The mission is once again very busy as always. President Weed will finish interviewing every missionary on Thursday. He interviews every missionary about every six weeks and has frequent contact with them throughout the month. So he and Sister Weed are very well aware of the missionaries situation temporally and spiritually. Every missionary will have his/her ups and downs throughout the month. Most of the time the missionaries are pretty even. Once in a while there are things that seem to be bigger than life. Give a day or two and things are back to normal. For instance, I have a landlord who is may not be as nice as our other landlords. He lives in another village 1/2 of the time, which is not unusual. We spend more time with him trying to solve problems. He seems to be difficult to live deal with. Just before a major holiday on a Friday and another holiday on Monday he has left to travel to his other home. On Friday afternoon the missionaries water was turned off by the water company for non-payment. The water nor electricity company are suppose to turn anything off on a holiday. So the missionaries were without water for 4 days. We do own our water tank on the top of the building. And the missionaries should have been able to get water. But the door to the roof was locked and they had no access to the tank. Results, no water. So the missionaries went across the road and paid for water that they put in 5 gallon containers and carried up the water three floors every day for 4 days. When I found out about it on Friday night, I offered to pick them up and bring them to to our apartment for showers. They thought it was a nuisance and continued to carry the water. Now how would you like that! I visited with the elders following their ordeal, they said it was extremely difficult and was one of the hardest things they had to do. The stairs are uneven and a new elder tripped and fell, hurt his back. I think on Elder Maxwell's talk on "patience" and wonder what they learned and what I learned. All is well. I hope it doesn't happen again. By the way the President was at their apartment when the water was out and the electricity went off as well; which is a usual occurrence in our mission. The president seems to be where the challenges are and is well aware of them. The Lord knows how he is tempering each of us. There was a book written several years ago by Elder Dyer, as I recall, called The Refiner's Fire, or something like that.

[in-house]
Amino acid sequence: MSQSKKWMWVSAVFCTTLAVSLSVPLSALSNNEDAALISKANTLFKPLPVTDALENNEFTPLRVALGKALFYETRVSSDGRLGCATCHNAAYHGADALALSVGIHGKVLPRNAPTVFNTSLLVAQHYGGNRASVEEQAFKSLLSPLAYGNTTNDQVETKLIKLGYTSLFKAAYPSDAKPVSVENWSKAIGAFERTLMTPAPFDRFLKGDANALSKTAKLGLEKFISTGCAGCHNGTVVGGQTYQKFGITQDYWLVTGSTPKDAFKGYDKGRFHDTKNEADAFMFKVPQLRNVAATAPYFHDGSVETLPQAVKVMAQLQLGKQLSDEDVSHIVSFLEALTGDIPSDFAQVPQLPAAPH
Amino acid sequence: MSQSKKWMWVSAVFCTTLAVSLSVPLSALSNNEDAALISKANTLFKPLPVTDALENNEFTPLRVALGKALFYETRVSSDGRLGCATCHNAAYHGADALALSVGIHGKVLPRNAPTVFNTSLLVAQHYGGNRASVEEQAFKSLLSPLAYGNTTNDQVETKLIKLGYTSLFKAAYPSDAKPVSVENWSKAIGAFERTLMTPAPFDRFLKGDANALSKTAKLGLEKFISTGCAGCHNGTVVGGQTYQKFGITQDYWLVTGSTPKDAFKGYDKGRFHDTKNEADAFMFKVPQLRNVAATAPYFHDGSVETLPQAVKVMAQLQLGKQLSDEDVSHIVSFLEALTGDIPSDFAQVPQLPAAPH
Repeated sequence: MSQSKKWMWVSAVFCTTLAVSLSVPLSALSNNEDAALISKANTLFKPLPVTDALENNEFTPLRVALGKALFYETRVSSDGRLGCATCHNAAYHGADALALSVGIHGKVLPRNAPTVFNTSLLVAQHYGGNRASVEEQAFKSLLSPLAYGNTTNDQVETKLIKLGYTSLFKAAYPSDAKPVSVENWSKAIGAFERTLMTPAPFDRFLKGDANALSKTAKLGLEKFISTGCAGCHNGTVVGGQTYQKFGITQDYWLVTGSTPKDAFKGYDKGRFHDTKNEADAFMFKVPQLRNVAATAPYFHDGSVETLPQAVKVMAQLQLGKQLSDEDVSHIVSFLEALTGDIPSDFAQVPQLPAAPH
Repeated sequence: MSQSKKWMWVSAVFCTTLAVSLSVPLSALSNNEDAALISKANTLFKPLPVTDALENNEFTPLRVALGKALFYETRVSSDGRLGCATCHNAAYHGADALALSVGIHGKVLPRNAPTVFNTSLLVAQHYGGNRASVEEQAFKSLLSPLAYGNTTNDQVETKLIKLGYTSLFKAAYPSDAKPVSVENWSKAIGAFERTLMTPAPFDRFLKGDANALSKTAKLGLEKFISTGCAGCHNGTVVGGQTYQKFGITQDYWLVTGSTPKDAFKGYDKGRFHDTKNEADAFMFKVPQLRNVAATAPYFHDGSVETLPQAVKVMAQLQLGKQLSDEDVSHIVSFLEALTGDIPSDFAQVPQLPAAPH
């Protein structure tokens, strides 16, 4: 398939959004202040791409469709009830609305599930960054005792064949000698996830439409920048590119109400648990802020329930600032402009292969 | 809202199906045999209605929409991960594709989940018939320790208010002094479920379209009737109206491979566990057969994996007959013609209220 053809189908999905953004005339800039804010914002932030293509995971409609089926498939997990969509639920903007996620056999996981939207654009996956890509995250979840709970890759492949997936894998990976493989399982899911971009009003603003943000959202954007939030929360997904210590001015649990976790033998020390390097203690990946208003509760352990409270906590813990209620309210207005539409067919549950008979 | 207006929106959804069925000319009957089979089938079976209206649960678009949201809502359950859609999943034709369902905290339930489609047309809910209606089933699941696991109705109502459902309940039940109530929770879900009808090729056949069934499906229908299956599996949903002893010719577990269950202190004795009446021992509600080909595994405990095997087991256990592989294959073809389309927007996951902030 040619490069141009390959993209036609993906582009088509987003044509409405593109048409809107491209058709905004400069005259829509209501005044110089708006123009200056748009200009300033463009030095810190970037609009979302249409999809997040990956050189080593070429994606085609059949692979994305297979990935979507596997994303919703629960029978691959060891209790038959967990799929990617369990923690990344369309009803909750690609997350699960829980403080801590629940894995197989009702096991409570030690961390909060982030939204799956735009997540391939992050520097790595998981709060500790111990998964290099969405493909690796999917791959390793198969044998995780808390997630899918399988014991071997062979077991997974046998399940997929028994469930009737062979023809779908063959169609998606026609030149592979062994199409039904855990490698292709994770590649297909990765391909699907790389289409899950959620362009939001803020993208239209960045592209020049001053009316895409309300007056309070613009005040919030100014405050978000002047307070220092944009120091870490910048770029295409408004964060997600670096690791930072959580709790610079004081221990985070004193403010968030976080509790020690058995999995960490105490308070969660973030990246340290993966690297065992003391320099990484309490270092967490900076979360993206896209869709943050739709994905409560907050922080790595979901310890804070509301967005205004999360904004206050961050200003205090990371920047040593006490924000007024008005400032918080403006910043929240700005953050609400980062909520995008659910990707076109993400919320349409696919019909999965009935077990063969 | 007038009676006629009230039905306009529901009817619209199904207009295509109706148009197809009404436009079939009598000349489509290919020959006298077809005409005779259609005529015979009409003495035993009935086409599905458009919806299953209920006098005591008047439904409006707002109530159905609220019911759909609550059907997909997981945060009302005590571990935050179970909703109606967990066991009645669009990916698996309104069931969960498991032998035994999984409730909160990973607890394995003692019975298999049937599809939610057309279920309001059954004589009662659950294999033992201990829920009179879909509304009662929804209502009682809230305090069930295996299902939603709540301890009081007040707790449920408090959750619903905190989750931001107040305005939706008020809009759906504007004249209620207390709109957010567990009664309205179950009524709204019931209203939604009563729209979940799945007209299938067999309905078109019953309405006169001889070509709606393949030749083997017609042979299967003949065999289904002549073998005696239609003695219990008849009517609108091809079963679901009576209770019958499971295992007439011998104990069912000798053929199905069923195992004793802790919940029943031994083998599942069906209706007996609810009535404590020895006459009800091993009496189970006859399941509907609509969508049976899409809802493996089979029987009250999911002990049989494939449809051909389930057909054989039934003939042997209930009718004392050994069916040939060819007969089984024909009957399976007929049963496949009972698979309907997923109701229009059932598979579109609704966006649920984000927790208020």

Another example, last Friday we went to the Post Office. We received about 15 Christmas packages and 25-50 letters and cards. We go to the post office 2 or 3 times a week. They had been stored for some time. This is not unusual. They told us that there had been some kind of security breach which caused the delay. Some of the packages were mailed 19 Nov and 23 of Nov and up to 21 of December. This is why we suggest DHL or FEDEX and not USPS. Some of the packages, letters will be delivered to Togo today. Some packages that the missionaries are expecting still have not arrived. Those with letters and packages were very pleased.